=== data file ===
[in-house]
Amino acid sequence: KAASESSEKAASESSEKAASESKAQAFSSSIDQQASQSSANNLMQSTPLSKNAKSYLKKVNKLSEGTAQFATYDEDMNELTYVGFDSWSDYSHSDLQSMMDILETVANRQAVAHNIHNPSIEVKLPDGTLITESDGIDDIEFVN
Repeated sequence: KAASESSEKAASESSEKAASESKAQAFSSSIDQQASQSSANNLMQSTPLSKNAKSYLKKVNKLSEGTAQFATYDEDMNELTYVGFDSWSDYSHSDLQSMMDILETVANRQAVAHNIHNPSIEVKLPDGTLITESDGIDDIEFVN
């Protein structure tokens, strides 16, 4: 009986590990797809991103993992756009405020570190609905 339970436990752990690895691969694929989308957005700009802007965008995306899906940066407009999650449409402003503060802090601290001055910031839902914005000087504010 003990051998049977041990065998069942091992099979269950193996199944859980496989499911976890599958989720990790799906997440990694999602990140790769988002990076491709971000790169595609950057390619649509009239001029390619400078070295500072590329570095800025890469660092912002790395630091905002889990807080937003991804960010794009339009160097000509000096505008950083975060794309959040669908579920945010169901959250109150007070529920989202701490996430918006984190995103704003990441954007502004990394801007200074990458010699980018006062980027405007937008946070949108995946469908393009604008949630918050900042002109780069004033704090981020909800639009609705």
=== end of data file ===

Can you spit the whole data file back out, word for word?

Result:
[in-house]
Amino acid sequence: KAASESSEKAASESSEKAASESKAQAFSSSIDQQASQSSANNLMQSTPLSKNAKSYLKKVNKLSEGTAQFATYDEDMNELTYVGFDSWSDYSHSDLQSMMDILETVANRQAVAHNIHNPSIEVKLPDGTLITESDGIDDIEFVN
Repeated sequence: KAASESSEKAASESSEKAASESKAQAFSSSIDQQASQSSANNLMQSTPLSKNAKSYLKKVNKLSEGTAQFATYDEDMNELTYVGFDSWSDYSHSDLQSMMDILETVANRQAVAHNIHNPSIEVKLPDGTLITESDGIDDIEFVN
């Protein structure tokens, strides 16, 4: 009986590990797809991103993992756009405020570190609905 339970436990752990690895691969694929989308957005700009802007965008995306899906940066407009999650449409402003503060802090601290001055910031839902914005000087504010 003990051998049977041990065998069942091992099979269950193996199944859980496989499911976890599958989720990790799906997440990694999602990140790769988002990076491709971000790169595609950057390619649509009239001029390619400078070295500072590329570095800025890469660092912002790395630091905002889990807080937003991804960010794009339009160097000509000096505008950083975060794309959040669908579920945010169901959250109150007070529920989202701490996430918006984190995103704003990441954007502004990394801007200074990458010699980018006062980027405007937008946070949108995946469908393009604008949630918050900042002109780069004033704090981020909800639009609705």